9/11, Twitter, and the kind of time-warps allowed therein

9/11, Twitter, and the kind of time-warps allowed therein

The Next Web has an interesting analysis on The Guardian‘s well-intentioned but ultimately badly-received Twitter account chronicling the 9/11 attacks as if they were 10 years in the past: @911tenyearsago. The article itself has got a pretty good take on the entire affair, but here are my own thoughts on it.

For me, the failure of that account is twofold. Twitter, for better or for worse, is a medium that is for the here and the now. From “What are you doing?” to “What’s happening?”, the purpose of Twitter has always been present-tense. To have an account trapped in the past tweeting about events as if they were happening in the present, is not just incongruous but also misleading and, for those who harbour traumatic memories of that day, very hurtful.

Sure, it’s an constructed artifice, and there are tons of fake accounts out there playing “let’s pretend!” and have been very successful doing it (@MayorEmanuel while it lasted, anyone?). But that’s entertainment. 9/11 is a different beast althogether: the singular nature of its tragedy, its freshness in living memory, and its profound global impact sets it apart from almost everything else. In the newsroom we were warned to tread around all the stories about “9/11 ten years later” as though they were covered in eggshells; it baffles me how the editors at The Guardian thought that this might be a good idea.

But perhaps the thing that baffles me the most is the rationale behind starting up a completely separate account for a one-time-only use. Social media is no different from other platforms – even as a news media entity everything you do with social media should be looked at from a business perspective. Starting up a separate account won’t boost the analytics you get out of your main Twitter account.

Furthermore, since the account would only see use for one day (it’s right there in the username! One day. One date), any followers the account picked up would be tied to an account whose relevance would vanish the very next day.  Whereas incorporating a series of “ten years ago, this happened” tweets into the main account’s timeline will boost retweets and might have picked up a few new followers along the way (big events usually have that effect on news accounts).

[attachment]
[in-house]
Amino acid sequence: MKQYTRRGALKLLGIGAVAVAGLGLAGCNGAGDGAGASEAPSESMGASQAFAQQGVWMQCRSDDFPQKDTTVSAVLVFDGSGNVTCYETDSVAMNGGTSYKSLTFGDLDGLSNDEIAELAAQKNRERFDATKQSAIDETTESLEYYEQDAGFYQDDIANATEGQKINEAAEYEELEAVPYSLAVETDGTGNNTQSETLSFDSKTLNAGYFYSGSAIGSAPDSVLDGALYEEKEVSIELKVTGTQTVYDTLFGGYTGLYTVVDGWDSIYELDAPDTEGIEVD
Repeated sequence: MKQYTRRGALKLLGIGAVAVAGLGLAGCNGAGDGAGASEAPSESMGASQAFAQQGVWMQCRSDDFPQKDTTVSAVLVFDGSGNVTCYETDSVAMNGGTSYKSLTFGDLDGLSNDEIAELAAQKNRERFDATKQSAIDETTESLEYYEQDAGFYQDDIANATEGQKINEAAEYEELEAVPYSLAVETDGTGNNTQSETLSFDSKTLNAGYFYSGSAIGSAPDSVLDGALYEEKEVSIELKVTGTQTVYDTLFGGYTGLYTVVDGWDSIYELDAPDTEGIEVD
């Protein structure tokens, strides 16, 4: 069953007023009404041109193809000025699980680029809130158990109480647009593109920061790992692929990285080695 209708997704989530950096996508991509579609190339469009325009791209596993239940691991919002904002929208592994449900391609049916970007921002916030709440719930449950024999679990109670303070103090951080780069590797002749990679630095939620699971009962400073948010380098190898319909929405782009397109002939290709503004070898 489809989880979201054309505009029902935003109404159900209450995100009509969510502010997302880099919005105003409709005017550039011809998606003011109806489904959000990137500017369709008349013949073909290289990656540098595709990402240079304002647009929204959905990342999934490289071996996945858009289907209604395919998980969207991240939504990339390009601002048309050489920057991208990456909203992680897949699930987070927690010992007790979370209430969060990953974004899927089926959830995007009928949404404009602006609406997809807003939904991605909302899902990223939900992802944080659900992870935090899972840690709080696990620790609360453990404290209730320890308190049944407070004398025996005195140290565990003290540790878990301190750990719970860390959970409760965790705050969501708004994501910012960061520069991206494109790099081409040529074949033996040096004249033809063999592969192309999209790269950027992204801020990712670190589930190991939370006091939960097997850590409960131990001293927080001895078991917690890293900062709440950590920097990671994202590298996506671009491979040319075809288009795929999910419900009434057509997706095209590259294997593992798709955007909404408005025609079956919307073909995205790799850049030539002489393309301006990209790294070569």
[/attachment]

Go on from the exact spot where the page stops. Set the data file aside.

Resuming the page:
So, I’m not quite sure what the folks at The Guardian were doing (and I say this as someone who loves the work The Guardian does). I’d have expected a stunt like this from an art collective maybe trying to say something about the transient nature of time and our relation to it (or something similarly artfaluty-sounding). But not a major news organisation. Hopefully there’s a lesson to be learned in all this!

In other news, I’ve been intending to do a post on social media during the recently concluded Presidential Election in Singapore … ever since said election concluded. Which is drawing close to a month by now. I should really do something about that procrastination habit of mine…

(Yes, that post is coming, I promise! Stay tuned for more rambling nonsense passing itself off as insightful analysis.)

(Top image: Twitter escultura de arena by flickr user Rosaura Ochoa)

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